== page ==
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Go / No-Go Decision for a Government Bid

Go No-Go Decision

Making a go/no-go decision for a government Request for Quotation (RFQ) or contract is a crucial step in the bidding process for government contractors. This decision can impact the success and profitability of a business, so it’s important to carefully weigh the potential risks and rewards before proceeding.

Considerations for a Go / No-Go Decision

There are several factors to consider when making a go/no-go decision for a government RFQ or contract. These include:

  • Requirements: Before deciding whether to pursue a contract, it’s essential to thoroughly review the requirements and specifications outlined in the RFQ or contract. This includes evaluating whether your company has the necessary resources, skills, and experience to fulfill the requirements and deliver high-quality work.
  • Viability/Profitability: What is the expected profit margin and return on investment? Does the opportunity meet your profit margin goals for your business? Do you have the finance resources to perform on this opportunity? What are the opportunity costs of deployed assets?
  • Competition: Knowing the level of competition for a contract can help you assess the likelihood of winning and the potential return on investment. It’s also helpful to research the other companies that are bidding and understand their strengths and weaknesses relative to your own.
  • Cost: Calculating the cost of bidding and completing the work is an important step in the go/no-go decision process. This includes not only direct costs like materials and labor, but also indirect costs such as overhead and overhead allocation. It’s important to ensure that the potential profit from the contract justifies the investment of time and resources.
  • Risk: All contracts come with some level of risk, so it’s important to carefully assess the potential risks associated with a specific RFQ or contract. This includes evaluating the financial risk, as well as other risks such as regulatory compliance, security, and reputation.
  • Capacity: It’s essential to consider whether your company has the capacity to take on additional work before deciding to bid on a contract. This includes both the capacity to fulfill the requirements of the contract and the capacity to handle any additional workload that may come with it.
  • Capability: Do you have the experience, subject matter expertise, and technical capability to fulfill the work performance requirements? Do you have a talented proposal team and internal resources to put together a credible bid? Do you need a partner or subcontractor?
  • Timing: The timing of a contract can also be a factor in the go/no-go decision. For example, if the contract requires a quick turnaround or overlaps with other commitments, it may not be feasible to pursue.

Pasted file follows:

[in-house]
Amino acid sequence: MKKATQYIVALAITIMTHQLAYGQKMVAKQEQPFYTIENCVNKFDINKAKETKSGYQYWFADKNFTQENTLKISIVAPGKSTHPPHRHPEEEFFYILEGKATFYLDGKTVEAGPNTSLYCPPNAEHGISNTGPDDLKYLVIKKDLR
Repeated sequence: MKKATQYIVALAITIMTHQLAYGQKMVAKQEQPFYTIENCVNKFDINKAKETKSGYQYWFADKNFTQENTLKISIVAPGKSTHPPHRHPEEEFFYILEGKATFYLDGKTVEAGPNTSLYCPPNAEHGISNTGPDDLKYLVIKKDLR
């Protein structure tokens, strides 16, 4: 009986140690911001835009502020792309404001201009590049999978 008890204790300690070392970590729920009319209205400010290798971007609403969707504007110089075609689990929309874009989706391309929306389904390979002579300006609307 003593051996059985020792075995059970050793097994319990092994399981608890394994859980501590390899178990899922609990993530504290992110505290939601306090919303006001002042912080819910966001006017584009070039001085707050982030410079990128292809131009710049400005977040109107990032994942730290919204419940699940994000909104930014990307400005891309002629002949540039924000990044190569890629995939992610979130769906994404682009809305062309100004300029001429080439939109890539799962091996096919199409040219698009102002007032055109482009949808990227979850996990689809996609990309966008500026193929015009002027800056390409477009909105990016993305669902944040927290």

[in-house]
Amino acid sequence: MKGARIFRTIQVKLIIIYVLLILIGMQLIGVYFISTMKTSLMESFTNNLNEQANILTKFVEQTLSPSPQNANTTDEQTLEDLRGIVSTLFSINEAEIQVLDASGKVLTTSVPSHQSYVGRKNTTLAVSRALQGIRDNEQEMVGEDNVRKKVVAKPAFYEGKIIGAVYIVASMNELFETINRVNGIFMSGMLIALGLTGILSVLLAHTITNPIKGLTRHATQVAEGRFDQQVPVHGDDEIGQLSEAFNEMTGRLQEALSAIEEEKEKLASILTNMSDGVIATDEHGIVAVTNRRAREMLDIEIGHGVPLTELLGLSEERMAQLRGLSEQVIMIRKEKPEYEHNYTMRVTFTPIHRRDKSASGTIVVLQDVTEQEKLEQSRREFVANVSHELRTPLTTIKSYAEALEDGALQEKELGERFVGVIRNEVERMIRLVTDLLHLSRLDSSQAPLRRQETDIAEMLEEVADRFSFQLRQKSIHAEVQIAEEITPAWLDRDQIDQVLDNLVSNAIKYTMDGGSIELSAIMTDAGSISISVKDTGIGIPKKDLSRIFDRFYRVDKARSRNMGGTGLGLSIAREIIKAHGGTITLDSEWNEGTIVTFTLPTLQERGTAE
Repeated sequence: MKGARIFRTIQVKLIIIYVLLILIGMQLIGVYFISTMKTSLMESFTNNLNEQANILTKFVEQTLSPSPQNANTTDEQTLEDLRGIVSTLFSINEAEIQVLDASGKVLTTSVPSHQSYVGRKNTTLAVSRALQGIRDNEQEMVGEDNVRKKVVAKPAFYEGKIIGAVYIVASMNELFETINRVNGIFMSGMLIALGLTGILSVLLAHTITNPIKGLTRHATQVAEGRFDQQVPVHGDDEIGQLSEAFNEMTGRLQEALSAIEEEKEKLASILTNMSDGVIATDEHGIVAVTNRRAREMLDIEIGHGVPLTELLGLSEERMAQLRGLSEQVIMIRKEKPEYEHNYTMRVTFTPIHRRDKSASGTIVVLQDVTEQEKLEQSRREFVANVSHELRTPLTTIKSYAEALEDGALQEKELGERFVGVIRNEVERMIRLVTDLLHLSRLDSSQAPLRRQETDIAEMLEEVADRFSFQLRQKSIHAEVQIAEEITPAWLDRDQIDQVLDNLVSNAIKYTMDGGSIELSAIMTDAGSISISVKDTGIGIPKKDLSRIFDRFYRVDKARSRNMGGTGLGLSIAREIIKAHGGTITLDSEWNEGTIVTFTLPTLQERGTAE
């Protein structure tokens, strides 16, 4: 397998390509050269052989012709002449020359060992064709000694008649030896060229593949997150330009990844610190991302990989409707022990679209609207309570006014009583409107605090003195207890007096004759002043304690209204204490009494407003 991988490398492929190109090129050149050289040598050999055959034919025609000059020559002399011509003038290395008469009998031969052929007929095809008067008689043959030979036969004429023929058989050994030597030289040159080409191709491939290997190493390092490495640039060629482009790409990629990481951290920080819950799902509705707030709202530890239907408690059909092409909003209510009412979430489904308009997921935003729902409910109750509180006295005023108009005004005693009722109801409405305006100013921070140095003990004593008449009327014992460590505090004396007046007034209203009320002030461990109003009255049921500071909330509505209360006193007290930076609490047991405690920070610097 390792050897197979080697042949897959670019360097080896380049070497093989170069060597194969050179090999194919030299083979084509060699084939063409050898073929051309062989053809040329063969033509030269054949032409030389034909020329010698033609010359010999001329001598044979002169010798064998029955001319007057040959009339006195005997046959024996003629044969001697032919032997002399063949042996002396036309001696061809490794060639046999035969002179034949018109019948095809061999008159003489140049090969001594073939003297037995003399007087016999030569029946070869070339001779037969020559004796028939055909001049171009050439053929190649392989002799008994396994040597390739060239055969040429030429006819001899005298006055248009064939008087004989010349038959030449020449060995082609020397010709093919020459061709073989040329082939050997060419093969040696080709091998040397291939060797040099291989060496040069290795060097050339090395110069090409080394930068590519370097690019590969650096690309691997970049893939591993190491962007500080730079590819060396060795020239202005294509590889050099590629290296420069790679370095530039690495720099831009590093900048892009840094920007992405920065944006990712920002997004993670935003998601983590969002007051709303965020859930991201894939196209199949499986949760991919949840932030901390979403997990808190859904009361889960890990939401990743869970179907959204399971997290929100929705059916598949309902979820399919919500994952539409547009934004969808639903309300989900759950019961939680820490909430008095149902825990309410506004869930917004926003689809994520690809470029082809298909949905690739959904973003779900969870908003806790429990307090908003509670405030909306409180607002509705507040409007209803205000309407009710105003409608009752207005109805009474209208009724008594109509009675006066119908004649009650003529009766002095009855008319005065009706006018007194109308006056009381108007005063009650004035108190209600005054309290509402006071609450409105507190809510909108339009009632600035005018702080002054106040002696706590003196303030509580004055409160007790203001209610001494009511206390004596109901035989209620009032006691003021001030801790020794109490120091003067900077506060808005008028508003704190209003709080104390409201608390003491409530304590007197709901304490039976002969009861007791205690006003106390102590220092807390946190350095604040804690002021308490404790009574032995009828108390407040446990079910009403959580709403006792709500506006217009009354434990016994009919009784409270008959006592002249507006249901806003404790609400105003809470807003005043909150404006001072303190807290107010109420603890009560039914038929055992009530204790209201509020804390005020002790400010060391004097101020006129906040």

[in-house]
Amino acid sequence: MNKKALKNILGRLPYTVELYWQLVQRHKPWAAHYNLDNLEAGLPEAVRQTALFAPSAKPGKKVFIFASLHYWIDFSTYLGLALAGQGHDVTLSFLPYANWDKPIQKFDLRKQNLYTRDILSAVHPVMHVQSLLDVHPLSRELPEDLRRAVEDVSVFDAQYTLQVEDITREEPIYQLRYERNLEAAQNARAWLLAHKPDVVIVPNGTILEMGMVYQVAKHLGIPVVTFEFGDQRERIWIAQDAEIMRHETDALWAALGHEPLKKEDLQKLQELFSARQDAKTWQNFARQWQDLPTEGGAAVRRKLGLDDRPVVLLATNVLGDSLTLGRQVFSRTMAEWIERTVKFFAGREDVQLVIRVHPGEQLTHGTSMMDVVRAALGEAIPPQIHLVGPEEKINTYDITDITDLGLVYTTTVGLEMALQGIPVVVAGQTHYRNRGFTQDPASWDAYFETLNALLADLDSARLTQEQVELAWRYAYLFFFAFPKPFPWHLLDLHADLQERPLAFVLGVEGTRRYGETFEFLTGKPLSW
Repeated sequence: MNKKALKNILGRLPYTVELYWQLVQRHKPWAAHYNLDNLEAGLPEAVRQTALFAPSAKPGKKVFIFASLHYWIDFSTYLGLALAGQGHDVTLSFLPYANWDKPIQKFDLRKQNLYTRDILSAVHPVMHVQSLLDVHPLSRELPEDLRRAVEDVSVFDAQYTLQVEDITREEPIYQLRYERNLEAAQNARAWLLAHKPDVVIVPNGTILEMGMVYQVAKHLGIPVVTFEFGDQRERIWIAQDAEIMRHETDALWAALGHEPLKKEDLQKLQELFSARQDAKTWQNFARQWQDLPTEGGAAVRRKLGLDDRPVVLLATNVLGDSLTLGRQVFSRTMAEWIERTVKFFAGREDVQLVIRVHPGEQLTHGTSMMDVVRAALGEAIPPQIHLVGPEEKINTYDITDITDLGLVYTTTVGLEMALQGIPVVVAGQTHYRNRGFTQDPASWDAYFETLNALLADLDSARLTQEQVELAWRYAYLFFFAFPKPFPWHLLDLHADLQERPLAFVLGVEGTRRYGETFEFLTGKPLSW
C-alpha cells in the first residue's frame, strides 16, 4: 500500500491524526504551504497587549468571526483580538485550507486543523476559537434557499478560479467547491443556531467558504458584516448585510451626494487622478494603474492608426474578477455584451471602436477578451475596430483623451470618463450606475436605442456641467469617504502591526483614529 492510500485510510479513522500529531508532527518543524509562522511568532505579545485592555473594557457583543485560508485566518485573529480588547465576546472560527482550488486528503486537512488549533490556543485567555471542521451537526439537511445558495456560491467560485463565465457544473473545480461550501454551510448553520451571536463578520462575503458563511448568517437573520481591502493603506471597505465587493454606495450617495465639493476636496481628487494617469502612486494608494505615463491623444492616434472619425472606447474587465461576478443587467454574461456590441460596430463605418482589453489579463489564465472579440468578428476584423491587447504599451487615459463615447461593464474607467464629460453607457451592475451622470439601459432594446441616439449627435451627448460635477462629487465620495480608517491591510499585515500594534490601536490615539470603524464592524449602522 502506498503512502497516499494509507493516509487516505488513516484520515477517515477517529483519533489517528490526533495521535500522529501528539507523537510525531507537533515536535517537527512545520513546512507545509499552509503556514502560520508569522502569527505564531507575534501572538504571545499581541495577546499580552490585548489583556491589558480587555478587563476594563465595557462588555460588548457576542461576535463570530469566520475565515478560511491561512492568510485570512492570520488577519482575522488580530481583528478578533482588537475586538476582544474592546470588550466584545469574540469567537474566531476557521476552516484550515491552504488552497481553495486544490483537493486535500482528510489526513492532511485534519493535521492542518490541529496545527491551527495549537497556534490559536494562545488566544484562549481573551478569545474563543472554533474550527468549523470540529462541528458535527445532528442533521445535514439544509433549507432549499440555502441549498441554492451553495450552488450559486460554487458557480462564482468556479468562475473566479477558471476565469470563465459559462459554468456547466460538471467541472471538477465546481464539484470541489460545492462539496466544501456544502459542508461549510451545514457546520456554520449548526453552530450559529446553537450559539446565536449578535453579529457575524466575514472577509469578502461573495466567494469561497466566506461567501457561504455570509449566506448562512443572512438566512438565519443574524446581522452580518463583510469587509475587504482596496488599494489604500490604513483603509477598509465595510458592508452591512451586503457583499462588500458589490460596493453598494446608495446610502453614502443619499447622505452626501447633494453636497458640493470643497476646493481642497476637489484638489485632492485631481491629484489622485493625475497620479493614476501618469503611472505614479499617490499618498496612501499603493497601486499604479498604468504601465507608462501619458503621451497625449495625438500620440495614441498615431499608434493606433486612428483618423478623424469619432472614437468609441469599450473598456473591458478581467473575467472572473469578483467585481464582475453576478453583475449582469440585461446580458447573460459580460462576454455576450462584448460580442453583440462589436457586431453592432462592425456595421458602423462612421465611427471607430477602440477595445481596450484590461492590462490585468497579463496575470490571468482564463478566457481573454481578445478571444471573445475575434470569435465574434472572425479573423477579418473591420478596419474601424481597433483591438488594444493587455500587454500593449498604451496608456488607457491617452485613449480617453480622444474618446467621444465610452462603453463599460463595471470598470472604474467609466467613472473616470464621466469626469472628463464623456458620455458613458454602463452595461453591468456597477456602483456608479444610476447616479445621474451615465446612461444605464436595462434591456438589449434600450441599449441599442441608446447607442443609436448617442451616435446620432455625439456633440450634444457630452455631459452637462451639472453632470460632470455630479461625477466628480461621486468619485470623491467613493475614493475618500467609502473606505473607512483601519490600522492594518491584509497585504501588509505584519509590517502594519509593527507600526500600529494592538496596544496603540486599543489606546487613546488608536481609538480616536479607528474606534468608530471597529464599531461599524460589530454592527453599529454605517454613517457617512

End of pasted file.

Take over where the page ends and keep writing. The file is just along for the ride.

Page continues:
Go / No-Go Decision Help

There are several tools and strategies that can help contractors make informed go/no-go decisions for government RFQs and contracts. One useful tool is a go/no-go matrix, which allows contractors to weigh the potential risks and rewards of a contract against each other. Another strategy is to seek the advice of subject matter experts or consultants who can provide valuable insights and perspectives on the contract.

Here are some great tools for your Go / No-Go Decision:

  • RFP 360 – Stay ahead of the curve with request management software. Streamline your complex sourcing and procurement projects with ourevolutionary, full-circle approach to RFP management.
  • UnaNet – Make the Right Go/No Go Decision in Seconds. Download the free 17-point Go/No Go tool to quickly and objectively determine:
    • How likely you are to win a project.
    • Whether the project will support current revenue goals.
    • The project’s potential impact on long-term revenue goals.
  • The RFP Success Company – Podcast that covers:
    • Why it’s crucial to make a go/no-go decision right away
    • The 4 OBVIOUS questions to ask as you decide whether to bid on an RFP
    • Why it’s important to build relationships with potential clients
    • The 3 OVERLOOKED questions to ask as you decide whether to bid on an RFP
    • How to know whether an RFP has been wired for somebody else
    • The 4 FORGOTTEN questions to ask as you decide whether to bid on an RFP
    • What factors to consider in deciding if a client is a good fit
    • Why it’s demoralizing to bid on an RFP you can’t win
  • Utley Strategies – Whether you respond to RFPs or not, a clear Go/No Go process is essential to ensuring you don’t spend too much time on proposals that aren’t likely to win. Figuring out how to make that decision is the hard part, however. To help make it easier, here are thirteen questions you can ask to help you decide if you should send out the proposal.

Ultimately, the go/no-go decision is a balance between the potential risks and rewards of a government RFQ or contract. By thoroughly evaluating the requirements, competition, cost, risk, capacity, and timing of the contract, contractors can make informed decisions that support the long-term success of their business.

 

 





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